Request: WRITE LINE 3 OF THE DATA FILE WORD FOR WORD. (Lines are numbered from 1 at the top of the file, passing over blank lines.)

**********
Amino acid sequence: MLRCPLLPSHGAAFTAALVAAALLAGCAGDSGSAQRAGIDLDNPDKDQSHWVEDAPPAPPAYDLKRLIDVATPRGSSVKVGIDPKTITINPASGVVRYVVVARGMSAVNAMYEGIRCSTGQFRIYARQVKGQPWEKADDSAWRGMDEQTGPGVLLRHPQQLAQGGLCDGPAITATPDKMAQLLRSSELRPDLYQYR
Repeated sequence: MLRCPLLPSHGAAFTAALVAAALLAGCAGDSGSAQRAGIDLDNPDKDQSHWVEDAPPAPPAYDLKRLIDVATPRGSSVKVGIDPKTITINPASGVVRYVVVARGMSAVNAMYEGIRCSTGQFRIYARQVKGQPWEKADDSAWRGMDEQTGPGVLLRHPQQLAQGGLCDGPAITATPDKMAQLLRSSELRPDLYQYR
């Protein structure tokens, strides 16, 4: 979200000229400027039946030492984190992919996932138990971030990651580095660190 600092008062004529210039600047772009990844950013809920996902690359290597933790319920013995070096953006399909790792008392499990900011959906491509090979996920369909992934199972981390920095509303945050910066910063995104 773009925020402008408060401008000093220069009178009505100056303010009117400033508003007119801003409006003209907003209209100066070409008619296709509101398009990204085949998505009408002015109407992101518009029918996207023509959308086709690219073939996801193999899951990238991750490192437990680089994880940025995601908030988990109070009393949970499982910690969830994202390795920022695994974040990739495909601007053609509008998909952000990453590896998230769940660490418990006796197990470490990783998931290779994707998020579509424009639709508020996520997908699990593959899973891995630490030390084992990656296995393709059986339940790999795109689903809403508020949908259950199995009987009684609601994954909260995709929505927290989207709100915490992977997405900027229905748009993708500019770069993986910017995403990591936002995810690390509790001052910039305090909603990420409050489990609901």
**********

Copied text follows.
């Protein structure tokens, strides 16, 4: 979200000229400027039946030492984190992919996932138990971030990651580095660190 600092008062004529210039600047772009990844950013809920996902690359290597933790319920013995070096953006399909790792008392499990900011959906491509090979996920369909992934199972981390920095509303945050910066910063995104 773009925020402008408060401008000093220069009178009505100056303010009117400033508003007119801003409006003209907003209209100066070409008619296709509101398009990204085949998505009408002015109407992101518009029918996207023509959308086709690219073939996801193999899951990238991750490192437990680089994880940025995601908030988990109070009393949970499982910690969830994202390795920022695994974040990739495909601007053609509008998909952000990453590896998230769940660490418990006796197990470490990783998931290779994707998020579509424009639709508020996520997908699990593959899973891995630490030390084992990656296995393709059986339940790999795109689903809403508020949908259950199995009987009684609601994954909260995709929505927290989207709100915490992977997405900027229905748009993708500019770069993986910017995403990591936002995810690390509790001052910039305090909603990420409050489990609901």